By Monica Stavish Skaggs
All eyes will be on New Orleans, Louisiana, when the Southern Region Minority Supplier Development Council hosts the 2022 National Minority Supplier Development Council Inc. 50th Anniversary Annual Conference and Exchange Oct. 30 - Nov. 2.
This year’s conference theme — “It’s Time to Disrupt Our Own Status Quo” — is nothing new to NMSDC, which has served as an advocate for minority businesses for 50 years. The Council connects minority-owned and -controlled businesses with corporate members that represent many of the nation’s largest public and privately owned companies.
“We’re excited about being host to this year’s NMSDC conference,” said Alvin-o Williams, president and CEO, SRMSDC. “We knew several years ago that we would be the host, but with the pandemic in 2020, we weren’t sure when we would return to a live, in-person conference. It takes a lot of people and preparation to plan a national conference of this size, and there’s no better city than New Orleans to celebrate NMSDC’s 50th anniversary.”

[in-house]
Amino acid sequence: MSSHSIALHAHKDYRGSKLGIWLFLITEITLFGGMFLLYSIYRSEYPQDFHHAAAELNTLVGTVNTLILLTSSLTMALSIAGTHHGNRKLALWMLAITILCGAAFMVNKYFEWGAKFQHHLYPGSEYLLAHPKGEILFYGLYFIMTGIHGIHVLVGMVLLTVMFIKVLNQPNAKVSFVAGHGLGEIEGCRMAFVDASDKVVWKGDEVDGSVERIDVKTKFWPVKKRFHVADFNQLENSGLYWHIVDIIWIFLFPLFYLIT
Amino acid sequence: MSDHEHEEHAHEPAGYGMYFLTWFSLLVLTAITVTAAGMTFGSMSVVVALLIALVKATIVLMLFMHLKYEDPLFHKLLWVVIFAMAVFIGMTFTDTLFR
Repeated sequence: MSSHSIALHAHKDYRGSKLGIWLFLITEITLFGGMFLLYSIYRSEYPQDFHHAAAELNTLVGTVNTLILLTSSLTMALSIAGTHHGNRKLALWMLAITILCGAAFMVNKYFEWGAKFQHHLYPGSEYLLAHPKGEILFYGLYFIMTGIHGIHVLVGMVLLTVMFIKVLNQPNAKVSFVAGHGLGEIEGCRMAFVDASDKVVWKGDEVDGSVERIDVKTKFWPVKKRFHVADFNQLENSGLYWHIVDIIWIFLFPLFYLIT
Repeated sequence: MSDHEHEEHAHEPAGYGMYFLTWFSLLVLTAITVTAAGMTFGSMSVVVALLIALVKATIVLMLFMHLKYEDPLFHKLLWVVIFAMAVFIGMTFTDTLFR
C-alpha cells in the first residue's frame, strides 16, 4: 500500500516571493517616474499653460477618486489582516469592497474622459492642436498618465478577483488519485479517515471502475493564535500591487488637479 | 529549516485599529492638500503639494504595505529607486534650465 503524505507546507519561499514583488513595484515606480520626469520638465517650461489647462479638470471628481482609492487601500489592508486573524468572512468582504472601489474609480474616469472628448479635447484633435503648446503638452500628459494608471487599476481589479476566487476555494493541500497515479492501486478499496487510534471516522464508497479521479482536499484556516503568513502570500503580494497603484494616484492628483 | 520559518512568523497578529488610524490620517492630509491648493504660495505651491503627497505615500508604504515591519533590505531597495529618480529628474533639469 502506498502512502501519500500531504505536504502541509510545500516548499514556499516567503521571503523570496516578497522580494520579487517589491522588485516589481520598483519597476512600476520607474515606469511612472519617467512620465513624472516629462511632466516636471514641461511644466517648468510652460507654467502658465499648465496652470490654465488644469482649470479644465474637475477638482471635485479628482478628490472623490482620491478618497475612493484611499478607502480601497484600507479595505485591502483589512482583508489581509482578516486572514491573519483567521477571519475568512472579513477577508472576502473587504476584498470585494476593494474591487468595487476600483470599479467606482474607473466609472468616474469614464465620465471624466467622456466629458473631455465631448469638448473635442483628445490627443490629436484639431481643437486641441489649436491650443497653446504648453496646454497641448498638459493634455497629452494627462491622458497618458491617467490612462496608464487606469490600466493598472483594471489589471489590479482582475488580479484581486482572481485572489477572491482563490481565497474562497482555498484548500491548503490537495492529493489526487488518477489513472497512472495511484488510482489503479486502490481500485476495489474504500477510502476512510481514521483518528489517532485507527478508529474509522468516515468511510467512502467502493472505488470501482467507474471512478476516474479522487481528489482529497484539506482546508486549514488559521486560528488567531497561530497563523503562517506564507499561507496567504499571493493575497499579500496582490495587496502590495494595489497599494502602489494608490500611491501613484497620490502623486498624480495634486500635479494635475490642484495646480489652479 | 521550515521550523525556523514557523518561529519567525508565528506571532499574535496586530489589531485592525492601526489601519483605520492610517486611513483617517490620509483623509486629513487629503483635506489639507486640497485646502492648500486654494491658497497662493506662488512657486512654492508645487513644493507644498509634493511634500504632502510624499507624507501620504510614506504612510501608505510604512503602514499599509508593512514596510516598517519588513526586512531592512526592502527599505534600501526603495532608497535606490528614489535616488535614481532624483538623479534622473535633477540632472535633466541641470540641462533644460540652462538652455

Staff with SRMSDC and the national council have worked closely to identify MBE suppliers, venues, schools and volunteers to help make the celebration spectacular.
“What is going to make this conference different from other national conferences? First, it will be in New Orleans. Second, it will be in New Orleans, and third, it will be in New Orleans! New Orleans’ rich culture and people make this an ideal city to celebrate 50 years,” Williams said.